After discovering that solving these issues through traditional channels would not work, Teh and Kannangara decided to take the issue to the public by posting the open letter and investigation report on Instagram.
“We’ve put hundreds of unpaid hours into this job, and generally what we’ve come across is, ‘It’s not good enough’, ‘You are not qualified,'” Kannangara said.
Key action items they discuss include hiring more racialized teachers and putting in place support systems for those who are hired, encouraging people to take diversity and consent training sessions, and ensuring that students are provided with information on where to find accessibility and support services.
These requests echo the points of another open letter sent to faculty last year, calling for anti-racist action.
Nikitha James, external vice president of the Alliance Against Racism Faculty of Music, said in an interview with University that there have been encouraging changes within the faculty.
“It’s not necessarily the majority of teachers, but in some classes we’ve seen some really big changes,” James said. “More and more professors are also listening to students and getting their opinions on all of this. “
James noted, however, that the majority of the changes came from the bottom up, with students and activist groups advocating for policy changes and creating spaces of support for students of color.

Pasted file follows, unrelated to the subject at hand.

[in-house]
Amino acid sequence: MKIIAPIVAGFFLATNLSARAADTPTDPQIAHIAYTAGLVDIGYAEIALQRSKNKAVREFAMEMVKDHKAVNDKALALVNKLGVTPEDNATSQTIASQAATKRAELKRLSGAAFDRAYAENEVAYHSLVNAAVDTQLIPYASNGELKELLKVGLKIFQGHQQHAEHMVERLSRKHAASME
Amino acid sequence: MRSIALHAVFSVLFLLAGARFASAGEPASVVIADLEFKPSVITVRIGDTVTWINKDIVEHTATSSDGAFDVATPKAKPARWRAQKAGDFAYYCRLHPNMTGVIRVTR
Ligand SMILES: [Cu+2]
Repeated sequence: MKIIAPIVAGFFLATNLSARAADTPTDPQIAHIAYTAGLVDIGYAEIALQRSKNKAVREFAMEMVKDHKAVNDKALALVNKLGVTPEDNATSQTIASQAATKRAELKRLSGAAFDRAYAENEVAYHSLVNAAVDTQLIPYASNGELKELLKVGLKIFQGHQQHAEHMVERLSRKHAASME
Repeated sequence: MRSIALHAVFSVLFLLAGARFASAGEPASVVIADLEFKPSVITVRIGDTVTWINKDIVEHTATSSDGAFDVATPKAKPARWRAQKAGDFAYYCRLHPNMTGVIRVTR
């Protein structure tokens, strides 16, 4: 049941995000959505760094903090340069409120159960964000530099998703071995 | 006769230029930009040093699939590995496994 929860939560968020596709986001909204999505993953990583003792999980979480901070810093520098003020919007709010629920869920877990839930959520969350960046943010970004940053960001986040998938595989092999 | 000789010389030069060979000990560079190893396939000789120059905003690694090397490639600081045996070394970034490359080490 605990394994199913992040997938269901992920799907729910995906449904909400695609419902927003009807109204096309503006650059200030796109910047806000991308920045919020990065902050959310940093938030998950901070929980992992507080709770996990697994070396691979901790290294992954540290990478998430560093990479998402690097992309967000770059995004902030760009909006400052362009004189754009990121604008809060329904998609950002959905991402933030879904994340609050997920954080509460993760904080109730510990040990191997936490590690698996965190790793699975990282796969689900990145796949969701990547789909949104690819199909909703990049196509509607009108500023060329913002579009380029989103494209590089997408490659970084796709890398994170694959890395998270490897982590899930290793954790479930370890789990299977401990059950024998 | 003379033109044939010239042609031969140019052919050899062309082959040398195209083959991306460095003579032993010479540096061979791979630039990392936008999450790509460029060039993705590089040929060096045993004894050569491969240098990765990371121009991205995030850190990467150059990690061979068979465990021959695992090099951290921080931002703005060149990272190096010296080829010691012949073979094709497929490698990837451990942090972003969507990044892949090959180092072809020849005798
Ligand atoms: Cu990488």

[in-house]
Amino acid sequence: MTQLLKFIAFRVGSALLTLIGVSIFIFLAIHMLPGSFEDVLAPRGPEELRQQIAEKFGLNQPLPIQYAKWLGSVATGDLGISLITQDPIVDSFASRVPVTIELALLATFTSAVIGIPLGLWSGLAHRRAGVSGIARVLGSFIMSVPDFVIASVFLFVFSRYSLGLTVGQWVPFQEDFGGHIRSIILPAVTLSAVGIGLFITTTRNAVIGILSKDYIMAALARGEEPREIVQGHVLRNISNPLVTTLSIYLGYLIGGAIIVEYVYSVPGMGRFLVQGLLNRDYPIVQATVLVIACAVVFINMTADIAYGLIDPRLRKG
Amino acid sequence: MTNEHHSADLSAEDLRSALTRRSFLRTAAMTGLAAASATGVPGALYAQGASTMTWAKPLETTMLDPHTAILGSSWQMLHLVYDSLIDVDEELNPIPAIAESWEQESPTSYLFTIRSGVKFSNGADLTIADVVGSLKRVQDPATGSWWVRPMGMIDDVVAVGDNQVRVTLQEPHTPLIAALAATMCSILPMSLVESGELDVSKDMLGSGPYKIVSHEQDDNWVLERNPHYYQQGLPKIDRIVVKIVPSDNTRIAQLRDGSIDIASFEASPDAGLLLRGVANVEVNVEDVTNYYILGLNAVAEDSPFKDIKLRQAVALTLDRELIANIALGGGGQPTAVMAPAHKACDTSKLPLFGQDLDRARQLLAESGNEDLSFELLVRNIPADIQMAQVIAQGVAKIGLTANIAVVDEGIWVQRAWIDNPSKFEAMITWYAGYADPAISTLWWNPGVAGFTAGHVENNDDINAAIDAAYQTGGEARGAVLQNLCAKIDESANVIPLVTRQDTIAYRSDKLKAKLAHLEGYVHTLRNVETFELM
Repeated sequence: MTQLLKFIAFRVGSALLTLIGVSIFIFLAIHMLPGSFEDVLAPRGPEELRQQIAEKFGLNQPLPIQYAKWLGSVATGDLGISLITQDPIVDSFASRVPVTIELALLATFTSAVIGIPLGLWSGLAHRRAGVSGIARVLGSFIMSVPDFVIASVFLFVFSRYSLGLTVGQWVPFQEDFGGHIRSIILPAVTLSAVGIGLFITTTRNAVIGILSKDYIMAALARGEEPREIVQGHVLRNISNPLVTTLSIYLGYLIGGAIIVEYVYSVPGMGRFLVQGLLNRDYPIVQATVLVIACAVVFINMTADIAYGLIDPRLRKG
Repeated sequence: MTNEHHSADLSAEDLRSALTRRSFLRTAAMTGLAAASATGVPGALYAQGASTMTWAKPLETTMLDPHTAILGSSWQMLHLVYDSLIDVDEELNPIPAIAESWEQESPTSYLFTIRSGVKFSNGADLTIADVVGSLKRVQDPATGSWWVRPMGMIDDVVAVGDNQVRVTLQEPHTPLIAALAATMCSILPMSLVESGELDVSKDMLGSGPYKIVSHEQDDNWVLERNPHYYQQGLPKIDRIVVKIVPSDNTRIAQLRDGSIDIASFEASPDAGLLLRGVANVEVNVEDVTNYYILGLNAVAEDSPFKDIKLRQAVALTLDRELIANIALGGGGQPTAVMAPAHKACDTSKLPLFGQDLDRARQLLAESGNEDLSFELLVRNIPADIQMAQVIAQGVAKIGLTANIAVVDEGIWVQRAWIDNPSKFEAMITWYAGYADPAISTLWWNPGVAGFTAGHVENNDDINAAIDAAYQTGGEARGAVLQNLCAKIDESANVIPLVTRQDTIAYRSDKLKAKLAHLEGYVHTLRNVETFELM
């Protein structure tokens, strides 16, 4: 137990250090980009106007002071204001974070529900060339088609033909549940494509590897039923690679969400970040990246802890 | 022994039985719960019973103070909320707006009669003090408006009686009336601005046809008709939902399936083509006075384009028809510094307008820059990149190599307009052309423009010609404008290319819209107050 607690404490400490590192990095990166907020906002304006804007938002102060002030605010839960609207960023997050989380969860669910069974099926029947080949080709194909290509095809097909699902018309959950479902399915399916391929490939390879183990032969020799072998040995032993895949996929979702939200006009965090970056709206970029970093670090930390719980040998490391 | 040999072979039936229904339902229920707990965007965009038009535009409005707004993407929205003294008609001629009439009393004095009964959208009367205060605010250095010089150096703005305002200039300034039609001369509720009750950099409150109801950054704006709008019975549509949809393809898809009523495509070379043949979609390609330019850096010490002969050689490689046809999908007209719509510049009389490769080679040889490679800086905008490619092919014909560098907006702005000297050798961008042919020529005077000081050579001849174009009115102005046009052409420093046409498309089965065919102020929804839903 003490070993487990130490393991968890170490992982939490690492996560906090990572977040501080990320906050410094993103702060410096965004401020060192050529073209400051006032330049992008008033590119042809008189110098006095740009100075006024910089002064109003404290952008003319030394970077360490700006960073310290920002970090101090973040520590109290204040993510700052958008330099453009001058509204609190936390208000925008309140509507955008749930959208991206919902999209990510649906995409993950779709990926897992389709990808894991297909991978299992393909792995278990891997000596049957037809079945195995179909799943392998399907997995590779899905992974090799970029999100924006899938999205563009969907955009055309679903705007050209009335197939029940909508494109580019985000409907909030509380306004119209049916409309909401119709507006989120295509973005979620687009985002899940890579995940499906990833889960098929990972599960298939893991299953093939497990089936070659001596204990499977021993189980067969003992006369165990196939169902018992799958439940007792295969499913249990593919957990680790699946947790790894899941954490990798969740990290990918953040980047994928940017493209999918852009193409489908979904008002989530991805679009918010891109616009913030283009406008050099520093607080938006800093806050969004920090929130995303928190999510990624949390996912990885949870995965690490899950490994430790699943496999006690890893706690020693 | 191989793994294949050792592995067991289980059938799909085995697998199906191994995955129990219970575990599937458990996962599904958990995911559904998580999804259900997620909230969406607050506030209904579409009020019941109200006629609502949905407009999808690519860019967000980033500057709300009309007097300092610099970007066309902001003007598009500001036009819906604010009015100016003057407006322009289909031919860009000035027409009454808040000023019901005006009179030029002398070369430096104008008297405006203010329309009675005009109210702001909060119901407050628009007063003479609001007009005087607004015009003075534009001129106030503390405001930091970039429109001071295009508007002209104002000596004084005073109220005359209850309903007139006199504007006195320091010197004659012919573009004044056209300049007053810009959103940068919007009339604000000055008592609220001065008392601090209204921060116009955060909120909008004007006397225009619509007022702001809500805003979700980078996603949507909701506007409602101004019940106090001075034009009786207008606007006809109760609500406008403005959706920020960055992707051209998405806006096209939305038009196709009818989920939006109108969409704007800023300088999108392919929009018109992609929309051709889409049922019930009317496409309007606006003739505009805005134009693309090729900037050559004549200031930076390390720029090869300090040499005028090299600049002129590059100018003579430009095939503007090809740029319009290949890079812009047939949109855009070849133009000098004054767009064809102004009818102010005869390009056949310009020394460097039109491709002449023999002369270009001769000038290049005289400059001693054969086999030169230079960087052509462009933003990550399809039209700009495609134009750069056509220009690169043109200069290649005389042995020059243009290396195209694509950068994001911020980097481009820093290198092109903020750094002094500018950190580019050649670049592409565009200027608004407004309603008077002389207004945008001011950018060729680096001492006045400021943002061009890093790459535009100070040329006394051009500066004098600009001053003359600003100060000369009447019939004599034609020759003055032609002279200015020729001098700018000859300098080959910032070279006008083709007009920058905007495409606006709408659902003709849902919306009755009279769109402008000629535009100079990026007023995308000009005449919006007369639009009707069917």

“It’s about finding a way for people to survive, first and foremost, and also to thrive in college, and it won’t be because of college,” he said. she adds. For her, while systemic change is a long-term goal, the immediate goal is to keep students safe and build support networks.
Recently appointed Dean of the Faculty of Music, Ellie Hisama, posted a letter on July 15 stating that fairness will be a key part of his leadership at the faculty.
“I am fully aware that I am coming at a difficult time. Some of you have personally shared with me your concerns about our teaching, learning and working environments, ”Hisama wrote. The Faculty of Music has also come under fire over the summer with allegations of a culture within the faculty that perpetuated sexual harassment and violence.
The letter includes a calendar of community calls to action and updates on the creation of the ARAO, which was created in October 2020.
According to an email from a spokesperson for the University of Toronto, the ARAO “is undergoing a careful re-enactment by the Dean of the Faculty of Music, Professor Ellie Hisama, in consultation with the faculty.”
The dean will also ensure that a third party “climate and culture review” is carried out on the faculty, with a summary report published at the end. Hisama noted that the review will be “[allow her] know the experiences and observations of all members of the [the faculty of music community]. “
In a updated September 15, Hisama wrote that the faculty held a number of “listening sessions” throughout the summer, reaching out to more than 70 students at the faculty. She also provided an update on the Climate and Culture Review, writing that it will be undertaken by Rubin Thomlinson, a representative of a third-party law firm, and will begin on September 23.
The exam will consist of an online survey, interviews and an open email address for faculty members to share their experiences.
Once completed, a summary of the review will be available. According to the spokesperson, it is too early to know when the review will be completed.
Hisama also said the faculty is looking for a director of equity, diversity and inclusion who will be dedicated to the faculty of music.
– With files from Lauren Alexander